Steven C. Bondy, Nominee for Ambassador to the Kingdom of Bahrain

Steven C. Bondy, a career member of the Senior Foreign Service, class of Minister-Counselor, is a Senior Advisor in the Department of State’s Bureau of Near Eastern Affairs.  In 2017-2020 he was Charge d’Affaires a.i. and Deputy Chief of Mission at the U.S. Embassy in Abu Dhabi, United Arab Emirates.  He previously served as the Assistant Chief of Mission in Kabul, Afghanistan and as the Foreign Policy Advisor to the commander of the Joint Special Operations Command.  Mr. Bondy earned his B.A. and M.A. degrees from the University of Delaware.  The recipient of numerous U.S. government awards, including a Presidential Rank Award, he speaks Arabic, French, Farsi, Turkish and Spanish.

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US Embassy Bamako Shelters in Place as Malian Soldiers Stage a Mutiny

 

The US Embassy in Mail issued a security alert on August 18 as unrest unfolded in the capital city of Bamako. Soldiers have reportedly detained the country’s president, as well as the prime minister and other top officials in an apparent coup attempt. The Malian president had since announced his resignation on TV.

Embassy Bamako issued a shelter in place order and suspended consular services on August 18. As of this writing it has not announced a resumption of services:

The U.S. Embassy is aware of gunfire and unrest in the area of Kati, as well as ongoing police/military operations in Bamako.  There have been multiple reports of gunfire throughout the city as well as reports of soldiers driving in trucks and firing their weapons in the air.  There are continued reports of demonstrators gathered at the Monument de l’Independance.  The U.S. recommends all U.S. citizens avoid these areas, if possible.  Likewise, the U.S. Embassy is recommending its staff to exercise caution, remain in doors,  and avoid non-essential travel.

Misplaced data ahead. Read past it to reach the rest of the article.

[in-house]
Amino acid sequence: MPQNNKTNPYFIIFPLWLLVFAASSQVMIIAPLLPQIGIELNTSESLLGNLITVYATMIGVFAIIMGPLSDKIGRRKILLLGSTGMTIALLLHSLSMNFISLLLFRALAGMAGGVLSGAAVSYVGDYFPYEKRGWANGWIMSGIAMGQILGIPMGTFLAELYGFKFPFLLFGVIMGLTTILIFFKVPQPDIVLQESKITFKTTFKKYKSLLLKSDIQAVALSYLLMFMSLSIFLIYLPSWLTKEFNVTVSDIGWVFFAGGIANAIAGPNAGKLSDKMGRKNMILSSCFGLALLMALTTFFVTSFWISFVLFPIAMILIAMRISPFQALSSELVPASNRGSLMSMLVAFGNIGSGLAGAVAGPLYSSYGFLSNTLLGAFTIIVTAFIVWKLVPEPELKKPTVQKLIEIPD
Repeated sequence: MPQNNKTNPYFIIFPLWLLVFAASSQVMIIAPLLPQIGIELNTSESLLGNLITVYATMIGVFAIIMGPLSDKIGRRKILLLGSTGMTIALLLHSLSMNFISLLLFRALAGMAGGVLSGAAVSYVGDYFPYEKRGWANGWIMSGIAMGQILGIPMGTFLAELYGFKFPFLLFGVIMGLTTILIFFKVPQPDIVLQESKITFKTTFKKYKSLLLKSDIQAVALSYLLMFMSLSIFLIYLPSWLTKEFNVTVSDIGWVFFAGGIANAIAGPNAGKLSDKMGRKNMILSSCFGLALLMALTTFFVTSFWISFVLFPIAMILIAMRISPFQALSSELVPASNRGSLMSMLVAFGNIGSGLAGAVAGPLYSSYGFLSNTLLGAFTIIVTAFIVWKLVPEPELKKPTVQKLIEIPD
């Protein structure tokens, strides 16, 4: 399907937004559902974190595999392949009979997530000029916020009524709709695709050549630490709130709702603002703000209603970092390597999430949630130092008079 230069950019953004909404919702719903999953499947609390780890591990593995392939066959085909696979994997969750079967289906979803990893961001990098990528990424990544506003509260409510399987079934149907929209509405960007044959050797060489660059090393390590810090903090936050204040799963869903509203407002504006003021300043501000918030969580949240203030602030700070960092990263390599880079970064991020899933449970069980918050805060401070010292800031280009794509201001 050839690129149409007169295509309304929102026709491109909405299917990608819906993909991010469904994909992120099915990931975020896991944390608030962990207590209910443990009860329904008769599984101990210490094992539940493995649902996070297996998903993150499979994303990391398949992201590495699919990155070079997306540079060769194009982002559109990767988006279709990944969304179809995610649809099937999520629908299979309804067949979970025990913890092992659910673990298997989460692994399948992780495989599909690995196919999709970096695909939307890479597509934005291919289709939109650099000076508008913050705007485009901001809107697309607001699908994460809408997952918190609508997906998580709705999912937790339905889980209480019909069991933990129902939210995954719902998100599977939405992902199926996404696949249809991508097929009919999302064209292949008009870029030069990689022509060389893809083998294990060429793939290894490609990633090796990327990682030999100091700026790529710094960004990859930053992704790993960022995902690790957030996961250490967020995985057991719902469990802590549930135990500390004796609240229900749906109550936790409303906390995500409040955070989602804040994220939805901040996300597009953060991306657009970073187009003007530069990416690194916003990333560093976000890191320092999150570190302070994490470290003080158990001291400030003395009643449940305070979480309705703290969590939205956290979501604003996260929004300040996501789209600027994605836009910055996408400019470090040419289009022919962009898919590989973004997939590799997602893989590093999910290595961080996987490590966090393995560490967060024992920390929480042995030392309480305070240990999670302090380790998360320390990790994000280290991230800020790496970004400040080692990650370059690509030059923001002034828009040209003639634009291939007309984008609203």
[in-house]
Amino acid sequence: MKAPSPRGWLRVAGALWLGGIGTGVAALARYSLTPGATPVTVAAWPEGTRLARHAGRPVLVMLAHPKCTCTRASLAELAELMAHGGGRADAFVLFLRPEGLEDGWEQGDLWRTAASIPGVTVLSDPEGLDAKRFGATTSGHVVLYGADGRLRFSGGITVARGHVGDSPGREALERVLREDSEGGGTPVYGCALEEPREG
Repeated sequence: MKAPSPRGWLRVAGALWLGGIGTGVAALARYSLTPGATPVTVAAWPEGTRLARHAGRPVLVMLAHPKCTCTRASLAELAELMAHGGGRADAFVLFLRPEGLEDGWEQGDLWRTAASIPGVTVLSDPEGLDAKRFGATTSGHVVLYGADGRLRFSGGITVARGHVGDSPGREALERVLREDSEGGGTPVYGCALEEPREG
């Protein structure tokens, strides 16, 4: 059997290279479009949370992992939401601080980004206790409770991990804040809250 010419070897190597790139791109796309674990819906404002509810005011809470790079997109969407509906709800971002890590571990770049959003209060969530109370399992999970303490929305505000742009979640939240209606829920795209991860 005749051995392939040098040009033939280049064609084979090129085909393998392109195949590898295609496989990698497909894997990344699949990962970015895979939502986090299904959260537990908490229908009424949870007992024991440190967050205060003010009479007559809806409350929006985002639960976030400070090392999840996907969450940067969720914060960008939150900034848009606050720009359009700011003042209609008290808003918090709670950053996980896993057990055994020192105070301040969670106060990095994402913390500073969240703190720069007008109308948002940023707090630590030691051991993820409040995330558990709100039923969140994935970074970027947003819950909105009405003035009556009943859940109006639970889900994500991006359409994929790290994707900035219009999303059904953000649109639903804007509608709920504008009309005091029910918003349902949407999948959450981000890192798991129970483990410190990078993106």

The U.S. Embassy has taken the following additional steps in response to the ongoing security threats:

    • Consular services at the U.S. Embassy were suspended for August 18.
    • Personnel are recommended to remain indoors.
    • Employees have been advised to avoid any unnecessary travel until further notice and to be cautious when crossing the bridges.

 

State/AF PDAS Geeta Pasi to be U.S. Ambassador to Ethiopia

The WH released the following brief bio:
Geeta Pasi, of New York, to be Ambassador Extraordinary and Plenipotentiary of the United States of America to the Federal Democratic Republic of Ethiopia.
Ms. Pasi, a career member of the Senior Foreign Service, class of Career Minister, is Principal Deputy Assistant Secretary for African Affairs at the Department of State.  She previously served as United States Ambassador to Chad and as United States Ambassador to Djibouti.
Ms. Pasi also served as Director of Career Development and Assignments for the State Department, Director of the Department’s Office of East African Affairs, Deputy Chief of Mission at the United States Embassy in Dhaka, Bangladesh, and Deputy Principal Officer at the United States Consulate General in Frankfurt, Germany.  Her other past assignments include Afghanistan Desk Officer in the Office of Pakistan, Afghanistan, and Bangladesh Affairs, Political Officer at the United States Embassy in New Delhi, India, and Political Officer at the United States Embassy in Accra, Ghana.
Ms. Pasi earned her B.A. from Duke University and her M.A. from New York University.  She has won numerous Department of State performance awards, including the Matilde W. Sinclaire Language Award.  She speaks French, German, Hindi, Romanian, and Russian.